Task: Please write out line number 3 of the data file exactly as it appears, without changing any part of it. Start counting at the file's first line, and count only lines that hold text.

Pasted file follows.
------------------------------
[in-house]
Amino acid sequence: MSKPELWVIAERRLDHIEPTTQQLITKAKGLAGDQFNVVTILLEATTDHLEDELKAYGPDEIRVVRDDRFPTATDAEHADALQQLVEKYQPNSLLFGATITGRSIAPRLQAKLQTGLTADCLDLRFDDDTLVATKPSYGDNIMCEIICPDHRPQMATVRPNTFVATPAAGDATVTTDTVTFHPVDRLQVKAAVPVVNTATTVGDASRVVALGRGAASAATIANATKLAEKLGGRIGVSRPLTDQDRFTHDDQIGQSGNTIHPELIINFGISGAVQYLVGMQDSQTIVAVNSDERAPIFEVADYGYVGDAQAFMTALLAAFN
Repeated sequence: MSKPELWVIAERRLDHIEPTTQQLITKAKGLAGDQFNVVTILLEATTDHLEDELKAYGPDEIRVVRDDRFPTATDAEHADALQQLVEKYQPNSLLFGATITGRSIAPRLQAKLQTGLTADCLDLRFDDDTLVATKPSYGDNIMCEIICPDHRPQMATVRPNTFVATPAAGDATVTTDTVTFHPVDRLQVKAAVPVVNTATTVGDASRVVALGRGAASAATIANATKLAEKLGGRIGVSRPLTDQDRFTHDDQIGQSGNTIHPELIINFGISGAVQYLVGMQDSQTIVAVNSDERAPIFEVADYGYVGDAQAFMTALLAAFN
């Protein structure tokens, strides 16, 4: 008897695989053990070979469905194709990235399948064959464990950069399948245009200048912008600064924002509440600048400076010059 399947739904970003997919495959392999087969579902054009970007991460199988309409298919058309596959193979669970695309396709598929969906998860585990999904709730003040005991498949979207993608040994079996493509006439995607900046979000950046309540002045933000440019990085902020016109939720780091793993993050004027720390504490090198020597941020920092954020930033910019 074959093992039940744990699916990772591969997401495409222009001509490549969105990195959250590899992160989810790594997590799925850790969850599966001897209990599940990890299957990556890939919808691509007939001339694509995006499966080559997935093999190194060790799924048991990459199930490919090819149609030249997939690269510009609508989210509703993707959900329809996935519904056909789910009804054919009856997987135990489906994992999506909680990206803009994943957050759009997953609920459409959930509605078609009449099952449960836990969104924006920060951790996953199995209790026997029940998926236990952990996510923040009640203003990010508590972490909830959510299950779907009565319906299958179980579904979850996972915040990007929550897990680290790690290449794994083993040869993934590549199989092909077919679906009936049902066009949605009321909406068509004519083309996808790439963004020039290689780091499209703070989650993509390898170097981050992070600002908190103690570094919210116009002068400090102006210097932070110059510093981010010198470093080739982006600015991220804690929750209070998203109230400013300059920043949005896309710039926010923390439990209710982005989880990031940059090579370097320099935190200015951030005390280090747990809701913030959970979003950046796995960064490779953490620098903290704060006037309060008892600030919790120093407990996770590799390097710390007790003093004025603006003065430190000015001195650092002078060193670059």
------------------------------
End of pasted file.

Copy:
Repeated sequence: MSKPELWVIAERRLDHIEPTTQQLITKAKGLAGDQFNVVTILLEATTDHLEDELKAYGPDEIRVVRDDRFPTATDAEHADALQQLVEKYQPNSLLFGATITGRSIAPRLQAKLQTGLTADCLDLRFDDDTLVATKPSYGDNIMCEIICPDHRPQMATVRPNTFVATPAAGDATVTTDTVTFHPVDRLQVKAAVPVVNTATTVGDASRVVALGRGAASAATIANATKLAEKLGGRIGVSRPLTDQDRFTHDDQIGQSGNTIHPELIINFGISGAVQYLVGMQDSQTIVAVNSDERAPIFEVADYGYVGDAQAFMTALLAAFN